Many Truths: Telling the Other Stories

sand creek photoMost people in the United States understand history as the “true” story of what happened in the past. In most cases the “true” story is defined by a singular narrative supported by evidence. American’s in general expect and prefer history to be a neat and clean story that does not bring into question the people and ideas that they revere as being great. When history questions or indicts actions of the past it becomes less palatable and therefore a nuisance to many.

Coping with the idea of multiple truths can be challenging. Even the young historian is likely to battle with the concept that there is no purely objective truth. There is something idealistic and romantic about being able to tell the “real” story. As we see in Misplaced Massacre there are many perspectives or “truths” that surround the Sand Creek Massacre as with most historical events. The author, Ari Kelman, explains that accepting many truths was difficult for the parties involved in memorializing the event. Their greatest success came in their willingness to accept “the existence of multiple, sometimes even competing, recollections rather than a single, unified collective memory.” (Kelman, 43)

A unified collective memory does not exist for the incident at Sand Creek. According to Kelman, “so much uncertainty shrouds Sand Creek that seeking an unchallenged story of the massacre may not be merely futile, but also counterproductive.” There are many varied recollections of the event and three in particular that Kellman focuses on, the perpetrator, the victim, and the onlooker. (Kelman, 8) It is easy to see how three very diverse perspectives could be manifest from the same situation.

Recollections of the past can even vary on the most basic things such as the location that an event occurred. This is critical because when memorializing something we tend to build the memorial in a geographic location of importance. What happens when the accepted location that an event occurred is called into question? In the case of William Dawson, you defend your property as the “true” location. Dawson went to great lengths to defend the historical significance of his property in hope that historical value might translate to monetary value. According to Kelman, Dawson had “factored historical significance into his asking price” of 1.5 million dollars. This was between four and eight times the fair asking price for land in Kiowa County. (Kelman, 182-184, 195-196)

Kelman details the many ups and downs of the process to get the Sand Creek Massacre site memorialized properly. He shows how many players are active in the process, and how much resistance can be met. These are important lessons for public historians. When the masses will be exposed to an interpretation it is critical that the interpretation be representative of those whose story it tells. Nonetheless, it must also appeal in a way that compels the local community to allow the public display of a history not their own.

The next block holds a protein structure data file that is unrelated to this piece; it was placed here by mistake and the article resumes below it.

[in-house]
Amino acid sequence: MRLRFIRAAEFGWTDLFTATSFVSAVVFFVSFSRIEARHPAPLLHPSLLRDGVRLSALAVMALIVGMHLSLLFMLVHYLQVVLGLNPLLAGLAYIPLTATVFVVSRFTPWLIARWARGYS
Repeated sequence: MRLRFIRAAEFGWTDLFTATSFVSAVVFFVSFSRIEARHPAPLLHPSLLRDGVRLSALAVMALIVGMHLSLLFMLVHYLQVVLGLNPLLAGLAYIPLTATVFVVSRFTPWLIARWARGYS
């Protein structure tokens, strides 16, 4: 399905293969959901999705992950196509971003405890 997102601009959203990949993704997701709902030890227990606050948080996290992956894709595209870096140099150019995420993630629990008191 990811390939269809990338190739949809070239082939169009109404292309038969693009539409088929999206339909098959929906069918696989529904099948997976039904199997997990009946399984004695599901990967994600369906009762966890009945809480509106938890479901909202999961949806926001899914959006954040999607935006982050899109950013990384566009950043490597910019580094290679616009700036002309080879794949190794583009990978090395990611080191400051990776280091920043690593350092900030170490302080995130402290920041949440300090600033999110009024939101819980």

Humans are reluctant to allow the other to tell their history. This is most true in the world of public history because far more people will be exposed to the interpretation than would be in a book targeted at a small group of scholars. Native Americans are defensive of their right to tell their own history because the other has already misrepresented them. In Custer Died for your Sins, Vine Deloria, concisely explains the root of the distrust. She postulates that “behind each successful man stands a woman and behind each policy and program with which Indians are plagued, if traced completely back to its origin, stands the anthropologist.” (Deloria, 81) A distrust in social scientists from the outset forces the public historian to be hypersensitive to the perspective of Native Americans. The public historian needs to work closely with the tribes and include them in telling their history, in every way possible.

The video “9 Question Native Americans Have for White People” shows how massive cultural insensitivity as it pertains to Native Americans is prevalent in the United States. This particular video is targeting the American population in general, however it is an excellent reminder for public historians. Do not assume that you understand anything from another culture, we all know the saying about assuming things. We need to remember that even other cultures objects, in this case headdresses, need to be represented in a way that works with the culture those objects belong to.

Historians need to embrace that there are many “truths” because it is job security. If there are always new perspectives to illuminate, than there will be no shortage of stories to tell.

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3 thoughts on “Many Truths: Telling the Other Stories

  1. I agree that as historians the idea of many truths needs ti be remembered, and not just in public history. Writing a book about events is easy. As long as it is just about facts. But Truth and Fact are not the same thing. As Indiana Jones once said, “Archaeology is the search for fact- not truth.” As historians, the fact is that things happened and existed, the truth requires that facts be put into context. As Kelman illustrated, truths are not constant, and it requires a number of people to even attempt to completely understand the true story.

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  2. You talk about “a distrust in social scientists” and that is jut what Deloris Vine, Jr. was getting at. She explains how social scientists are “the most prominent members of the scholarly community that infests the land of the
    free, and in the summer time, the homes of the braves.” Just the word “infests” illustrates the distrust and anger toward the observations of the anthropologist.

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